• As a non-mama who was diagnosed with depression 10+ years ago, it’s encouraging to see these links as well. I stopped therapy due to a horrible counseling center on campus (notorious for expelling depressed and suicidal students, or otherwise getting them to leave), but this has left a bad taste in my partner’s mouth regarding therapy. I would love love love for him to go to therapy sessions with me (as soon as I find a good counselor I can afford) because even though it’s technically my disease, it affects every aspect of our life together; we’re both suffering through it and fighting against the next break down.
      I’ll certainly be reading all these links and hopefully using some as references once I get around to having the “family therapy” discussion.

  5. Thank you. Those two words, “onset of”, mean the world to me. As someone who has suffered from depression in the past, and who has seen the effects of untreated depression on her family, I am so afraid of this when it’s my time to be a mother. But if it’s just depression, if it is just the same old depression just it just happens to occur after the flipping huge life change that is OMG BABY, then I think it’s a lot less scary.

  6. I think it gets spoken about more in physical terms (in relation to hormonal changes, etc.) because it makes women feel like it’s not their fault. I think we, as women and especially as mothers, put a lot of pressure on ourselves to ‘handle’ everything and I think it’s easier to blame the physical causes than the phsycological ones when we can’t cope… it makes us feel LESS weak. You make a lot of great points on the family unit and how we all affect each other and I really thought this was a great article. I’m just trying to provide another view point. Perhaps it is not being spoken about as a ‘women’s disease’ to perpetuate the “woman-as-emotionally-fickle stereotype”, but rather to make women feel like there are concrete reasons for the on-set of their depression.

    • Diffusing blame is an element I definitely thought of and recognized when I started to research. I absolutely think this is why women have used the “Oh these hormones” thing so extensively; it sure is easier than saying “My marriage is not how I imagined it would be” or “I don’t feel connected to my family or my baby.” But that is also exactly the reason why we should break down those walls and make those relational/emotional aspects as accessible to talk about as the physical changes after childbirth. So I guess I should clarify that I don’t look down on anyone who faults their hormones; but I hope it becomes more commonplace to examine and exploit the other factors, too.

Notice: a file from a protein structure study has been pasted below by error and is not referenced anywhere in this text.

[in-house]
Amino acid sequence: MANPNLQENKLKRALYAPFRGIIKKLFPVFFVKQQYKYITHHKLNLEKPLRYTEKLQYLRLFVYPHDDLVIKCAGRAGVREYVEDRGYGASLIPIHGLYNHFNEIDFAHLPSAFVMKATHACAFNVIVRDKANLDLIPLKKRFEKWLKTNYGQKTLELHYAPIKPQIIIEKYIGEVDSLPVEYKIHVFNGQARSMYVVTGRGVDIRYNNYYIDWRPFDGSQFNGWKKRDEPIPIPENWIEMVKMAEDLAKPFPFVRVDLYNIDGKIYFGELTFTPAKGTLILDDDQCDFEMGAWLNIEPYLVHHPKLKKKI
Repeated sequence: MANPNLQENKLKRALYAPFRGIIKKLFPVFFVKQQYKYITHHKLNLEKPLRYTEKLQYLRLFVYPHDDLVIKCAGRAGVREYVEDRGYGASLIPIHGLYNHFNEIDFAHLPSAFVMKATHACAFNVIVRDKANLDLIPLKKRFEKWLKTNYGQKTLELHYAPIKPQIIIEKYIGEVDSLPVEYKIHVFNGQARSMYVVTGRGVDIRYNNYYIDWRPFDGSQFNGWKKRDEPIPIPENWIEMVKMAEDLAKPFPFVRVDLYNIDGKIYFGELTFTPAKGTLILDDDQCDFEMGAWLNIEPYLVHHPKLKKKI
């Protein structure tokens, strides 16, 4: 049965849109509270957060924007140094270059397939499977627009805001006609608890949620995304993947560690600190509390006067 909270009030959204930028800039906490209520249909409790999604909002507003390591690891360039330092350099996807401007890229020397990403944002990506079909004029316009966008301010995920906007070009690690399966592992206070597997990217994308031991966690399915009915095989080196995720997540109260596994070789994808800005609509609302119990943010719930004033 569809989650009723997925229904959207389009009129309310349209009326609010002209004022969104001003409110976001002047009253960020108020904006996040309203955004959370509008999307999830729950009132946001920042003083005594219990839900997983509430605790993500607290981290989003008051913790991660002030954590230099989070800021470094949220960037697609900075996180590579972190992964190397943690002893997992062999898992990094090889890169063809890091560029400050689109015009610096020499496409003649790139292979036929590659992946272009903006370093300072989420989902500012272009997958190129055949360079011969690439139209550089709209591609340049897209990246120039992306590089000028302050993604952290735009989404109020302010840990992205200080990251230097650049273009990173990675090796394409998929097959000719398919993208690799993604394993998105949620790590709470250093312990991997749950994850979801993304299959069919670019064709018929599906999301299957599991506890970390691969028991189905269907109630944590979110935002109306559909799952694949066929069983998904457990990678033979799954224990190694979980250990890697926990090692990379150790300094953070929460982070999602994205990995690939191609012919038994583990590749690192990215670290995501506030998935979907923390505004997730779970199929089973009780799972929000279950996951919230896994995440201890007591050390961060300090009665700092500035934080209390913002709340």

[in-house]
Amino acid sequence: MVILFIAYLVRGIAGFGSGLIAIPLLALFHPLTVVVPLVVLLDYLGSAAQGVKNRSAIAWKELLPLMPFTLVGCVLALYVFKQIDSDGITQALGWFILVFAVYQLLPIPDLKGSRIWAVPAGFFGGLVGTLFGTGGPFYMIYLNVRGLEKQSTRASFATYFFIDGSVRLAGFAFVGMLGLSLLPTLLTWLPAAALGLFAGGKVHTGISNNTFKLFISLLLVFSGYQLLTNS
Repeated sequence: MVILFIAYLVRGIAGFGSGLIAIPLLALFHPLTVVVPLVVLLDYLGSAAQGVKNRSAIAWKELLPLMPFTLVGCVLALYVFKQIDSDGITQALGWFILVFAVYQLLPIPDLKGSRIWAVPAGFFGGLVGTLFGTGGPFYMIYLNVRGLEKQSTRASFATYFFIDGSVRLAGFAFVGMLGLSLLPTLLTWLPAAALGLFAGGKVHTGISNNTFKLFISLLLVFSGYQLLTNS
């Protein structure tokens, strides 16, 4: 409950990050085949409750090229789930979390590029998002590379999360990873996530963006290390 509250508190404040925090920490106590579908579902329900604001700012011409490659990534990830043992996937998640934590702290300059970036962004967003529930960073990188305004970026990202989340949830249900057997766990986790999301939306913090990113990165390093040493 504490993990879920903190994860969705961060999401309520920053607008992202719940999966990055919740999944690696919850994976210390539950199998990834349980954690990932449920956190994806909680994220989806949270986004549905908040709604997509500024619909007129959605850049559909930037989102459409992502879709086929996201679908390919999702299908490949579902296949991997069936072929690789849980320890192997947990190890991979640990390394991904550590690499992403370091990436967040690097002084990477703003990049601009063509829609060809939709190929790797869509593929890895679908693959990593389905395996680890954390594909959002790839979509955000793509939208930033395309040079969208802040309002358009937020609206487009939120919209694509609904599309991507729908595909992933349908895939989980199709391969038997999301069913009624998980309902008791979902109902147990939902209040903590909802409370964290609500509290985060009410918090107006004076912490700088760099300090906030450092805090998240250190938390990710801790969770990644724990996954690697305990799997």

• Oh, I didn’t think you were looking down on anyone. It is obviously a well thought out and well researched article. What I was really trying to get at is that if blaming it on hormones helps women to acknowledge their depression in the fist place and seek help, then maybe is not a bad thing… at least it is being talked about more openly now. I think you are right that we need to “examine and exploit the other factors” and “break down those walls”! I just think that you’re a little ahead of the rest of society… but PLEASE keep pushing the rest of us to catch up 🙂

  7. THANK YOU for writing this. That was enormously interesting and helpful.

    More articles like this, please!! It’s hard to criticize being “offbeat” if us offbeat-ers(?) can prove we KNOW what the eff we’re talking about.

  8. THANK YOU. This article sums up so much of what I’ve been thinking and feeling about my experiences with postpartum depression. I totally think that physicality/hormones plays a part in the onset, and maybe the continuation of the actual depression. I mean, I get very valid PMS every month that I totally blame on hormones, and it’s real. However, at 10 months postpartum, I was still depressed… and everybody just kept saying, “It can take years for you hormones to go back to normal.” But when women are still depressed months and months after birth, it’s not just a crazy woman hormones issue. There are definitely other factors, but it’s easier for us as women, and for the medical professionals to just say, “It’s hormones. You’re a woman and your hormones make you crazy,” than it is to actually examine the other factors for being depressed. You can’t do anything to change your hormones, but you can change the way you approach an actual disease, or problems with your view of yourself and your relationships, or whatever. i totally believe that blaming hormones is just like blaming vapors. It’s just some mysterious thing that happens to women. Anyway! Yes. Thank you, I agree.

  9. Thank you! This article was in the back of my mind today when I met with the OB. I reminded her of my significant history of depression and asked her if she would be willing to let me leave the hospital with a script for an antidepressant. It’s a while out but it’s better to be prepared than not

  10. So amazing. Thank you! I’m applying to grad programs in psych right now…as in right at this moment! (reading this does not count as procrastination because you cited your sources ahaha!) My partner and I are discussing having a baby within the course of my time at grad school, and I found your writing to be empowering and refreshingly family-oriented. Like some of the other ladies above me, I too have suffered with depression in the past, and the idea of struggling with that at a time when I want to be celebrating is very frightening. Thank you for reminding me that I am a part of an amazing, loving, and unstoppable family unit, and that we can get through anything together.